The most challenging thing you will face when it comes to counting macros is figuring out the proper portion sizes when you're eating out.
It’s nice, in the comforts of your own home, to weigh, measure and prep your food to the exact specifications necessary. Unfortunatly, it won’t always work out perfectly no matter how hard you try. It's important to come up with ways to minimize the damage so hopefully these breakdowns and guides will help you. Keep this page handy so when the time comes to figure out the right portion sizes, you'll be ready.
These are simply ways to ESTIMATE your portion sizes. They are not 100% accurate however they provide you with a standard baseline.
If you want to know the benefits of protein check it out here. Assuming you don’t have a scale, here’s how you would figure out the right portion size.
For Men: The size and thickness of two palms is equal to one serving. That would equate to roughly 40-60 grams of protein.
High Protein Foods and Amounts of Protein (these foods are not necessarily a serving size)
- 1 large egg = 6 grams
- 3.5 oz of chicken = 30 grams
- 4 oz hamburger = 28 grams
- 6 oz steak = 42 grams
- Most cuts of beef is 7 grams per ounce.
- 6 oz can of tuna = 40 grams
- 1/2 cup of cottage cheese = 15 grams
Whole grains like oats, quinoa, pasta and rice are high in fiber and nutrients. They are NOT bad for you unless you consume TOO MUCH. Anytime you eat a carb pair it with a fat or a protein source to slow down digestion and keep blood sugar levels stable.
Whole Grain Carbohydrate Foods and Amounts of Carbohydrates (these foods are not necessarily a serving size)
- 1/2 Cup Brown Rice = 22 grams
- 1/2 Cup Oatmeal = 27 grams
- 1 Rice Cake = 20 grams
- 2 Slices Sprouted Grain Bread = 30 grams
- 1/2 ezekiel cinnamon raisin muffin = 18 grams
You should be eating these all day, every day. There is no restrictions for fibrous carbohydrates. Eat Starchy Carbohydrates in moderation.
Fibrous Carbohydrates Foods (these foods are not necessarily a serving size)
- Green Beens
Starchy Carbohydrate Foods (these foods are not necessarily a serving size)
- 1 Medium Potato = 37 grams
- 1 Cup of Yams = 42 grams
- 1 Cup Sweet Potatos = 27 grams
- 1 Ear of Sweet Corn = 17 grams
- 1 Cup of Chickpeas = 121 grams (yes 121)
- 1 Cup of Green Peas = 21 grams
Fruit is full of antioxidants and nutrients. It’s also full of fructose so definitely don’t abuse it. I will say this, there are a handful of alarmists that claim fruit is, essentially, the devil.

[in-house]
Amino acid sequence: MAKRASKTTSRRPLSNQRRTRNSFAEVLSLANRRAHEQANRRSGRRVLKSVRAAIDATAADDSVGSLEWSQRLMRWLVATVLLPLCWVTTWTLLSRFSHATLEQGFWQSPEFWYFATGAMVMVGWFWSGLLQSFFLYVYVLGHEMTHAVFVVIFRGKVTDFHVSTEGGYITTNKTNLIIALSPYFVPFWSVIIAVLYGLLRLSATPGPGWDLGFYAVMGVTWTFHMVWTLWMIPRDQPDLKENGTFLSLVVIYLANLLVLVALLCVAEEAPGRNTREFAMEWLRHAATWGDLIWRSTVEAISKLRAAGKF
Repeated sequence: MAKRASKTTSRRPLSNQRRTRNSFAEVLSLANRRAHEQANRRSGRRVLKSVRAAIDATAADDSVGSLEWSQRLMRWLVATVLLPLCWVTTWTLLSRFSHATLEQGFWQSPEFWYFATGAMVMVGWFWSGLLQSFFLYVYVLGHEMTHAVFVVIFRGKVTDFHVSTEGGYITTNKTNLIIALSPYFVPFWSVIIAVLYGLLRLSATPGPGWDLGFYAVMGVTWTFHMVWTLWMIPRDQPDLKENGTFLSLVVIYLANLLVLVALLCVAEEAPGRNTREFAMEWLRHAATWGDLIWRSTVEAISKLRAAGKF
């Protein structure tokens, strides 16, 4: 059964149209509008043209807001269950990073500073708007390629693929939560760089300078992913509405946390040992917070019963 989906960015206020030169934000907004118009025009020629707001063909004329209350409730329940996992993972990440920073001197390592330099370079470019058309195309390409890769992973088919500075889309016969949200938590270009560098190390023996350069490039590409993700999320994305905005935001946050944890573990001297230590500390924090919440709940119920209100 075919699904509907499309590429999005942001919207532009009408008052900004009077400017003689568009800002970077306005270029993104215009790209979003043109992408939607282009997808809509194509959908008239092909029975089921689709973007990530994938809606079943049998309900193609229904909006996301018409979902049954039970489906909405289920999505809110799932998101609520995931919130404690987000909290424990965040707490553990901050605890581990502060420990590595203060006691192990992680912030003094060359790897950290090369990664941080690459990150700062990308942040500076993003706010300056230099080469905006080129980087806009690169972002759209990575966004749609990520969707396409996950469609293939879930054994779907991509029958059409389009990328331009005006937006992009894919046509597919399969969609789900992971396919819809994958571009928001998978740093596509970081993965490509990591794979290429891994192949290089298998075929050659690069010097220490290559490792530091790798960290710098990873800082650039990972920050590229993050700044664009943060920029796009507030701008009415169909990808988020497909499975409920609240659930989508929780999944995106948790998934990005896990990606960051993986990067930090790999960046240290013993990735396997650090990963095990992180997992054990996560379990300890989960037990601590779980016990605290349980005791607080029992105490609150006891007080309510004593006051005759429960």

It’s not. Just be smart about it and pair it with a fat or protein source.
Fruit and Amounts of Carbohydrates (these foods are not necessarily a serving size)
- 1 Medium Banana = 27 grams
- 1 Small Orange = 11 grams
- 1 Medium Apple = 25 grams
- 1/2 Medium Grapefruit = 10 grams
- 1 Cup Whole Strawberries = 11 grams
- 1/2 Cup Blueberries = 10 grams
- 1 Cup Pineapple = 22 grams
Good fat is great for you. To read more about it, click here. Fat is probably the hardest macro to estimate. You'll find out real quick that not a lot of fat equates to a serving and it can become very EASY to over eat fat sources. Also note that fat is the most caloric dense food so the more you eat the more calories you consume.
One Serving of Fat = The tip of your thumb
Fats and Amounts of Healthy Fats (these foods are not necessarily a serving size)
- 1 tablespoon of coconut oil = 14 grams
- 1 tablespoon of grape seed oil = 14 grams
- 1 tablespoon of natural peanut butter = 8 grams
- 1 tablespoon of natural almond butter = 9.5 grams
- 23 almonds or 1/4 cup = 14 grams
Here are a few graphs that will give you a better understanding of SERVING SIZES
I'll recap this quickly. You won't always be able to weigh/measure your food. The better you get at eye balling the easier it will be to eat the right amounts. The charts above give you a few different ways to figure out the right serving sizes. For example, fat can be the size of your thumbnail or the size of a poker chip. Two options for you :)
I have laid out common food sources with their macro breakdown. If you have more or less, just adjust the numbers.
Don't be super neurotic about this. These are just estimates to allow you to make better/healthier choices without having to measure anything.
Do me a huge favor, please share this with your friends and family as this is a very popular question I hear weekly. You rock!